Longing for Paradise in the Poetry of Peter Riga and Alexander Neckam


  • Greti Dinkova-Bruun




Peter Riga, Alexander Neckam, locus amoenus, Garden of Eden, nostalgia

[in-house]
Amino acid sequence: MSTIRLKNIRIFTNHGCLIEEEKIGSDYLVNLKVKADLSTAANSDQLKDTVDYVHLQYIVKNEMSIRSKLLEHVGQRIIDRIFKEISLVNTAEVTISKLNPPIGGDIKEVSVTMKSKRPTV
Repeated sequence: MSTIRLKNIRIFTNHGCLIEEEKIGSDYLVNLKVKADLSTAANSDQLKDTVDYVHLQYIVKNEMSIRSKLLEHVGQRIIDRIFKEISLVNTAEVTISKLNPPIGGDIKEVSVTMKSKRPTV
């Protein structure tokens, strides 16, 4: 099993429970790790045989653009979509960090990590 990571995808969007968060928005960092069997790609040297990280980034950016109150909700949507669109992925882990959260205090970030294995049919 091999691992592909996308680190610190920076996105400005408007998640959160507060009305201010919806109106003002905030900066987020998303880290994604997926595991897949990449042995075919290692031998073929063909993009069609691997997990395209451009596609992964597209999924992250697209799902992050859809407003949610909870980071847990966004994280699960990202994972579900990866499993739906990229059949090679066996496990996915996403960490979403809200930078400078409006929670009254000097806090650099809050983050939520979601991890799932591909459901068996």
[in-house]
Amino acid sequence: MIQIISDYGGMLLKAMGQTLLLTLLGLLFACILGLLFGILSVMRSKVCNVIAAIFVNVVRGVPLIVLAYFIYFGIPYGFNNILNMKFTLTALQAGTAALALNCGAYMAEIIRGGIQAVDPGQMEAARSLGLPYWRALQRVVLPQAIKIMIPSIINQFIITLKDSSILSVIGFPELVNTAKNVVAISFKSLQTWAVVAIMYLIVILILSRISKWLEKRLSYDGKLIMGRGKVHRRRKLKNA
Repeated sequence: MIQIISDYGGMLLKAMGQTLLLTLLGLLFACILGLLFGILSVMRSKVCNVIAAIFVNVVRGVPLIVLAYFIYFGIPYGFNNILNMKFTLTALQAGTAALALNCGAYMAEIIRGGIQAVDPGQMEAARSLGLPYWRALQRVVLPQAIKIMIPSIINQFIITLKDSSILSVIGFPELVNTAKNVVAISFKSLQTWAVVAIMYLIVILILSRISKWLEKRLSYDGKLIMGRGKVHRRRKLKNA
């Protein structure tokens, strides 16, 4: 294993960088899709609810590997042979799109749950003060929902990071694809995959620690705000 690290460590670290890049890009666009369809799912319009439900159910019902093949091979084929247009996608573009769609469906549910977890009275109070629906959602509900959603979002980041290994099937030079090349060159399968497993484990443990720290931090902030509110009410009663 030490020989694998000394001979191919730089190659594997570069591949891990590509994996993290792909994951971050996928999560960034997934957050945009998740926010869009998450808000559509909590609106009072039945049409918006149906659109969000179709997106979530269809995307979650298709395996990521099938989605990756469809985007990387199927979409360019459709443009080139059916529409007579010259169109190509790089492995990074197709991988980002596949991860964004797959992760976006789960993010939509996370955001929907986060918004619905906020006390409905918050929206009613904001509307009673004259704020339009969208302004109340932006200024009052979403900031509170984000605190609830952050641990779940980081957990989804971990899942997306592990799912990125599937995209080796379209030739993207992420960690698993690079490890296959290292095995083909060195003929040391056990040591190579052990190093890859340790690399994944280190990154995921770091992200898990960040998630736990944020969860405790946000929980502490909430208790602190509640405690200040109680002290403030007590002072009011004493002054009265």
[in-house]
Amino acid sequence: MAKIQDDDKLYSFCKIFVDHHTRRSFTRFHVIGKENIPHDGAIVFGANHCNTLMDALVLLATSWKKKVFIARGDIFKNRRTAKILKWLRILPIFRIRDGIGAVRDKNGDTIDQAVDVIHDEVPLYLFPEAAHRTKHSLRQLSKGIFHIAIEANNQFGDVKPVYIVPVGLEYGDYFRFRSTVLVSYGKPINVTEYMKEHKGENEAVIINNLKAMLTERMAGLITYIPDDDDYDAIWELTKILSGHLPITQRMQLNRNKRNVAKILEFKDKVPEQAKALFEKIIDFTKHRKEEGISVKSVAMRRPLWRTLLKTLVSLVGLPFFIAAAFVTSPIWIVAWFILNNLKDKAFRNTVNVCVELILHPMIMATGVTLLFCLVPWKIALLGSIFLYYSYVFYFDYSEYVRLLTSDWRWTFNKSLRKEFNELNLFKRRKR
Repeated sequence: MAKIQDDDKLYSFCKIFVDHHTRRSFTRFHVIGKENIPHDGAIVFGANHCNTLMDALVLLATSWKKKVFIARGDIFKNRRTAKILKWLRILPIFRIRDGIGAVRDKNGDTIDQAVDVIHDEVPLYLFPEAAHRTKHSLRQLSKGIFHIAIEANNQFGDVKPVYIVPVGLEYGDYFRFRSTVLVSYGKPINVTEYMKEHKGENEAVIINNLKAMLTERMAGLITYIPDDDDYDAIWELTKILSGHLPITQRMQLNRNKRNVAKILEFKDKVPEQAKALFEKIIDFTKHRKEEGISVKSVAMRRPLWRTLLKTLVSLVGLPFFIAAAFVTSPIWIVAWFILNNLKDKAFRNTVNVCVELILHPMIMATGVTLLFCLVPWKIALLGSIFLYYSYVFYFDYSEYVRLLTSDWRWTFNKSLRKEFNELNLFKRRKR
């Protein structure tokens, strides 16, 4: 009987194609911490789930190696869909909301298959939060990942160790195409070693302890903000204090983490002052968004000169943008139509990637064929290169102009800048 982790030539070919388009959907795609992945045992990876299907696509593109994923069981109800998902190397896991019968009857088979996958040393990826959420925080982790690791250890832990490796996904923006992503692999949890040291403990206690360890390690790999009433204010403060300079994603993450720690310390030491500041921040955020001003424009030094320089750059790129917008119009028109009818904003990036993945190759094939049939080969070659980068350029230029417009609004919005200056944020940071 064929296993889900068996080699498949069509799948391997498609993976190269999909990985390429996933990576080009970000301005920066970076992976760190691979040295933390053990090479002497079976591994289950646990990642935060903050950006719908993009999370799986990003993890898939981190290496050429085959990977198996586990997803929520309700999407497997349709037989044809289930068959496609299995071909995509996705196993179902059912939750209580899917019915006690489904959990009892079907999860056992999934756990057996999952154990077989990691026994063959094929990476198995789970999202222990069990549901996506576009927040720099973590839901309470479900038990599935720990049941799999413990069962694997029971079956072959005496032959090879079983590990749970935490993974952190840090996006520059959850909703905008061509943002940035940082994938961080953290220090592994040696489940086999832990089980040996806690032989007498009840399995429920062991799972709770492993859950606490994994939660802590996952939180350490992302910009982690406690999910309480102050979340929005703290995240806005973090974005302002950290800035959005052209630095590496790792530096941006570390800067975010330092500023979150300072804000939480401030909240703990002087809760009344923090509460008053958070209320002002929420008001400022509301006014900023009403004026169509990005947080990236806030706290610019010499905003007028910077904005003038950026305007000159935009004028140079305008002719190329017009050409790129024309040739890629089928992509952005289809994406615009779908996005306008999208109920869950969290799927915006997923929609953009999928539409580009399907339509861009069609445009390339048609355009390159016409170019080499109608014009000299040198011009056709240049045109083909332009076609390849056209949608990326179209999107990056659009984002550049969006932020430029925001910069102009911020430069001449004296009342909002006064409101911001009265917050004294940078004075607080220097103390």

The expulsion of mankind’s progenitors from Paradise is a dramatic event which thrusts humanity into torturous exile from the presence of God that is marked by perpetual longing for life’s lost happiness and continuous striving to achieve the ultimate goal of redemption and return to God’s glory. Paradise is a mystical place whose beauty and plenty medieval Christians try to describe in various genres of writing such as literal exegesis, allegorical interpretation, and poetic imagery. This article examines three poetic accounts of what God’s Garden might have looked like offered by Peter Riga (d. 1209), first, in the ›Floridus aspectus‹ and, later, in the ›Aurora‹, and by Alexander Neckam (d. 1219) in his ›Suppletio defectuum‹. These accounts represent a novel way of engaging with the classical topos of locus amoenus by using a typically thirteenth-century encyclopedic approach of describing the richness of creation, in which paradise takes a prime position not only because of its existence at the beginning of time, but also because it represents a lost state of innocence which humanity hopes to regain at the end of times. Thus, paradoxically the yearning for the lost paradise is longing for a future that is both predestined by the past and shaped by the present.